And in spite of all that, Amon Amarth was still essentially right on time at just past 21:15. I was interested to note that their album-themed Viking ship prop had still not made it to this show, replaced with an arguably cooler though less historically accurate huge horned “Viking” helmet that surrounded the drum kit, complete with glowing eyes that changed color based on the lighting scheme. There were stairs behind the drums as well, which gave hope for a good stage show.

I had forgotten how lively these guys are on stage, as they pranced about to the starting track, “The Pursuit of Vikings.” The drums were a bit over-loud, but as a result, I found myself appreciating Dothraki warlord Jocke Wallgren’s chill heavy beat, which was mixed with enough short blasts of double-kick to keep the rhythm interesting. After the second track, Johan Hegg (vocals) greeted the crowd with probably the best and longest foreign Finnish effort I’ve ever heard anyone attempt on stage, and then changed to English to ask for some sisu and a fucking Viking party before introducing us to the first single off their latest album, “First Kill.”

Regarding the set, I still can’t forgive these guys for dropping “Valhall Awaits Me” from their set, as in my humble opinion it’s far superior to “Runes to My Memory”, but at least they’ve kept “Cry of the Black Birds” from the older material. I’ll also let it slide this time because they kept the awful new Doro song off the set as well. “The Way of Vikings” included a viking battle on stage, with the victor holding up a shield with the Finnish flag’s blue cross on a white background painted on it, while the loser sported the Swedish yellow on blue – it’s historically inaccurate, since Finland never had Vikings, but you can’t deny that the locals appreciate a little bit of pandering, as it got a big cheer. The same happened later on when Hegg said they were playing later in Sweden-Ruotsi (to a loud boo) but said that every time they play Helsinki-Suomi, the Finns prove they are the meanest, loudest motherfuckers around.. and then encouraged them to shout “Fire!” after he shouted “Death in..” a few times. Incidentally, the Vikings came back with bows around that time, aiming them at the crowd, but not releasing. In fact, throughout the show there were a lot of visual aids in this sense, like the skull-faced thing that came out later.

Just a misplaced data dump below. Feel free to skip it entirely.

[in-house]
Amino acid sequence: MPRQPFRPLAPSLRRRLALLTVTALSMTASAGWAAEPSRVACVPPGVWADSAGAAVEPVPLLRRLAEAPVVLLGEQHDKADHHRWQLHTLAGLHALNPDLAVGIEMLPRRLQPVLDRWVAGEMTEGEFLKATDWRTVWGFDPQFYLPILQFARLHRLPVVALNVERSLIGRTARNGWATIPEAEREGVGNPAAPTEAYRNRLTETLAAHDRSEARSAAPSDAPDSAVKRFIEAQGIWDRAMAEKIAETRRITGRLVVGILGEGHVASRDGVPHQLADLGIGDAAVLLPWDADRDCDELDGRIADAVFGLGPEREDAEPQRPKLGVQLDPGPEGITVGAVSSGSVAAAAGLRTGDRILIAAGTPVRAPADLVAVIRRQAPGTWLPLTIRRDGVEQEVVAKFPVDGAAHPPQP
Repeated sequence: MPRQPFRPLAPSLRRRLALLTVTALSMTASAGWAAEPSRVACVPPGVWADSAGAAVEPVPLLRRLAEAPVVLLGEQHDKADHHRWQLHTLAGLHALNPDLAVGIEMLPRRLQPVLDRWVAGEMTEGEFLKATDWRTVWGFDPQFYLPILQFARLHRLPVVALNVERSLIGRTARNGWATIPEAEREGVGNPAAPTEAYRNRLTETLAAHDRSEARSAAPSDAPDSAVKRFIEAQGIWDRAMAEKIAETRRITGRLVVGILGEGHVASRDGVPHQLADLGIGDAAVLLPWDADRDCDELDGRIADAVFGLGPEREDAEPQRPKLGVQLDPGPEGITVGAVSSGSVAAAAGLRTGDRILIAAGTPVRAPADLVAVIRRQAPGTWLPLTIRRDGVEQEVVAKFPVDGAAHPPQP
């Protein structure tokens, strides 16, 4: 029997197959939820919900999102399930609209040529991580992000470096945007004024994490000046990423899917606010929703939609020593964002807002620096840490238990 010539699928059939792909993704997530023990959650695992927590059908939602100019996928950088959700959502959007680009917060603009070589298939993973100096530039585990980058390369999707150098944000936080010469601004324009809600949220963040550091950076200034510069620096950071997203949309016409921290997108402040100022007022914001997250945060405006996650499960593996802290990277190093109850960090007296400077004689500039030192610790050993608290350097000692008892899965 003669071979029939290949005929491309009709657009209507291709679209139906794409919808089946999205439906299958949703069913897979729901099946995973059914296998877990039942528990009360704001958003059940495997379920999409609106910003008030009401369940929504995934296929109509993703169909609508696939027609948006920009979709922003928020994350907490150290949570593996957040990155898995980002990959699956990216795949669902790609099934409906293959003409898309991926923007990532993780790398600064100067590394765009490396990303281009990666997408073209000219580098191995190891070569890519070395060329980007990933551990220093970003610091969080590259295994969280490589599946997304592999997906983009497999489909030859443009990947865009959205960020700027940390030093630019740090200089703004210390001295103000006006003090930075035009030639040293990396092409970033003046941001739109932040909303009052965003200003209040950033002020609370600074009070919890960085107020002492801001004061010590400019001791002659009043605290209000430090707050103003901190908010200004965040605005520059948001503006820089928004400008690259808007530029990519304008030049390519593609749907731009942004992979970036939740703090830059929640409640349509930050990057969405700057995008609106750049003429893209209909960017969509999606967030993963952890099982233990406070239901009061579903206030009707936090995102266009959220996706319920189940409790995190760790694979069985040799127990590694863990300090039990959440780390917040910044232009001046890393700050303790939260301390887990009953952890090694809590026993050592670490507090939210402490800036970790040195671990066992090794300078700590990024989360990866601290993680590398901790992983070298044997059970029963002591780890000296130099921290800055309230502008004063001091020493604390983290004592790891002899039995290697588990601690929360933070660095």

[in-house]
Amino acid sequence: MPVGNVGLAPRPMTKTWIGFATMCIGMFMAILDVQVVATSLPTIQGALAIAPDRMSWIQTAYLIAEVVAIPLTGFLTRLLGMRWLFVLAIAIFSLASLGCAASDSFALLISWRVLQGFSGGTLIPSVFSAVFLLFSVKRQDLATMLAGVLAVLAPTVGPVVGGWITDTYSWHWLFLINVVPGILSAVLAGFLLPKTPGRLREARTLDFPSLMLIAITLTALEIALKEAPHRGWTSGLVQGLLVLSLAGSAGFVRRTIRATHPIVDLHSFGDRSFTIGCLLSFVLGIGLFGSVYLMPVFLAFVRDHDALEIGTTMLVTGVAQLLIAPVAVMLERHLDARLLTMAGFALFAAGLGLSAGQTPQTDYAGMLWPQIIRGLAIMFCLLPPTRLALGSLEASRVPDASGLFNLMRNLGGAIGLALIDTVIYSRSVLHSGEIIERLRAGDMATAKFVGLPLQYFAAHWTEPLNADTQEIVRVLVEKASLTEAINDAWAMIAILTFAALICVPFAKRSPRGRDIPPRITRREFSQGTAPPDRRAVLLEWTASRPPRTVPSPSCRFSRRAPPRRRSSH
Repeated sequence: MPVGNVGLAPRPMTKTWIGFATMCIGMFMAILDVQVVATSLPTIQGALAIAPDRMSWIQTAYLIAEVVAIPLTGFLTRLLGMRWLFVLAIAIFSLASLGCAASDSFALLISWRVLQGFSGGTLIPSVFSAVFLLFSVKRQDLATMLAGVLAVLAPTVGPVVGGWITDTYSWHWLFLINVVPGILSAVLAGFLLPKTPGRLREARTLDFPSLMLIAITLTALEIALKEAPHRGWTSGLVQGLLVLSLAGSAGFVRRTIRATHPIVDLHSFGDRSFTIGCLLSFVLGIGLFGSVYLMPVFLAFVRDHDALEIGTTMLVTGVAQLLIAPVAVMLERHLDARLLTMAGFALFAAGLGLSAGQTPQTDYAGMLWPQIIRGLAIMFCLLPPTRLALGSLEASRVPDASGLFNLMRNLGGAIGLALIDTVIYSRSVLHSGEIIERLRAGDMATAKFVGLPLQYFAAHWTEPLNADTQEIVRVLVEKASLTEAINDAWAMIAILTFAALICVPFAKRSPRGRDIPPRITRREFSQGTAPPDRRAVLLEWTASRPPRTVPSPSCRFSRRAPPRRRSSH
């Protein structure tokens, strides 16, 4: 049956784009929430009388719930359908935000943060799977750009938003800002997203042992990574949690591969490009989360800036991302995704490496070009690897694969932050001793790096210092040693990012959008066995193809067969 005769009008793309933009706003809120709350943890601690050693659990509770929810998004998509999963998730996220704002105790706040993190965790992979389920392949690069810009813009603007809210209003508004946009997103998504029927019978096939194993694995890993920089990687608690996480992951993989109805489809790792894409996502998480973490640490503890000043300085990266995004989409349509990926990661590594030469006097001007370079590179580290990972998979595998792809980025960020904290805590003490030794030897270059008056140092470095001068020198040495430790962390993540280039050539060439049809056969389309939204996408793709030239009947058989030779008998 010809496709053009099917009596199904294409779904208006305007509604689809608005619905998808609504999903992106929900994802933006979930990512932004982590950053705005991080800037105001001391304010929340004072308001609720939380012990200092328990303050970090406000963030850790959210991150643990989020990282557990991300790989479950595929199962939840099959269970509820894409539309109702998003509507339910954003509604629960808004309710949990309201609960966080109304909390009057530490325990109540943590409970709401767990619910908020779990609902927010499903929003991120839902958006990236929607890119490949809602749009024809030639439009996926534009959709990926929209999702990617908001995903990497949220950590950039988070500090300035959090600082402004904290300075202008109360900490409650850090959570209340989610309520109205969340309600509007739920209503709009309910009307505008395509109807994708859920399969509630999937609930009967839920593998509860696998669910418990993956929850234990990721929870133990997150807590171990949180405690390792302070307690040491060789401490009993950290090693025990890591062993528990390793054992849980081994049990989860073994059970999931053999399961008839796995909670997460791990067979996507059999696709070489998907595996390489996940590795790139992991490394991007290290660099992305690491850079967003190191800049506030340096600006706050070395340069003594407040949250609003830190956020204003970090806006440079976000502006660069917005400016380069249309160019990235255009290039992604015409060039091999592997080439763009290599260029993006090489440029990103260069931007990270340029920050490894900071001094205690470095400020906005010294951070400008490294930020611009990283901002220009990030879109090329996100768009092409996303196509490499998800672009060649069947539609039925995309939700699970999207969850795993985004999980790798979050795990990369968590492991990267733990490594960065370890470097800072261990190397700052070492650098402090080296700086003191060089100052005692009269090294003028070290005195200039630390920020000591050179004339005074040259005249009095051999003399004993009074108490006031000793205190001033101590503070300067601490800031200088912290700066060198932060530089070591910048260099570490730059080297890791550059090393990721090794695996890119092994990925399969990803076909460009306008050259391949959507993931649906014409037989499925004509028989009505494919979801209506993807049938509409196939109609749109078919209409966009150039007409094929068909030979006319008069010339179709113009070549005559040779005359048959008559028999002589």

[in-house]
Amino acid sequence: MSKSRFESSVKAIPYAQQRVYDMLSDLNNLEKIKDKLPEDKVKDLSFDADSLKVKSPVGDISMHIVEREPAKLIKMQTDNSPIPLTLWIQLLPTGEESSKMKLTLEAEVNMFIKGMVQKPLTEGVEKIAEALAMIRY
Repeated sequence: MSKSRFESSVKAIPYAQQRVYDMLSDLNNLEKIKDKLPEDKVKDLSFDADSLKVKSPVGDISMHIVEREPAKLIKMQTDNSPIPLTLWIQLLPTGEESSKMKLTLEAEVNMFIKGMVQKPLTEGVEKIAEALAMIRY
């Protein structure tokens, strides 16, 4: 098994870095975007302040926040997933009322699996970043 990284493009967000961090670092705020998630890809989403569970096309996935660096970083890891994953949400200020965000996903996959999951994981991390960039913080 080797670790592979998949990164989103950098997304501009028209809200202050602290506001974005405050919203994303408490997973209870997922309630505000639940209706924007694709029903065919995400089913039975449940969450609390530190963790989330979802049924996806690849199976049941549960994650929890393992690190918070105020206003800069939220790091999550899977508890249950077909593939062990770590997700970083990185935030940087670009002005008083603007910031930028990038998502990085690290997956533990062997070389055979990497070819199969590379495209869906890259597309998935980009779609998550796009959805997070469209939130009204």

It was good to see the full band taking advantage of the raisers. Though the performance mellowed out a little after the first few songs in terms of movement, the whirling hair was of course maintained throughout. The Vikings returned again on the steps for “Deceiver of Gods”, holding flags this time instead of battling. This song seemed to be a crowd-favorite too, as they had a good chant going on in the middle. Hegg stepped off stage for a drink for a moment during this song and we were amused to note him still rocking out and headbanging while offstage. That’s a man who loves what he does for a living! He then greeted the crowd again to introduce “On a Sea of Blood.” “Destroyer of the Universe” was naturally accompanied by a bit of Norse mythology regarding Ragnarok, Yggdrasil, and of course, the great serpent. The set was actually rather long, with seventeen songs in total, including the encore.

“Raise Your Horns” is of course the new encore starter, complete with the traditional toast with their admittedly pretty epic drinking horns. And, even though “Guardians of Asgaard” and “Twilight of the Thunder God” are some of their my favorite Amon Amarth songs, I had to skip them to go see about dealing with the issue I had at the doors prior to the show.

 

So it seems that, while Amon Amarth hasn’t done much for me on their albums of late, I still get a big kick out of their live shows. That actually ended up meaning that Behemoth was a good pairing for them, since I don’t listen to their albums at home either. All three bands were worth seeing, with the Polish black metallers and Swedish Vikings in particular taking proper command of the stage. I was actually amazed that Amon Amarth was playing the Black Box, as I didn’t think they were that much bigger than some bands I’ve seen playing to a moderate crowd at The Circus. Maybe it was because they haven’t played here in a while, or maybe they’re just straight-up more popular, but regardless of the reason, they clearly earned this crowd with their elaborate stage props and willingness to put in the extra effort to make a show memorable, as well as their enthusiasm.

Setlist:
1. The Pursuit of Vikings
2. As Loke Falls
3. First Kill
4. The Way of Vikings
5. At Dawn’s First Light
6. Cry of the Black Birds
7. Deceiver of the Gods
8. On a Sea of Blood
9. Destroyer of the Universe
10. Death in Fire
11. One Thousand Burning Arrows
12. Father of the Wolf
13. Runes to My Memory
14. War of the Gods

Encore:
15. Raise Your Horns
16. Guardians of Asgaard
17. Twilight of the Thunder God

Photos: Marco Manzi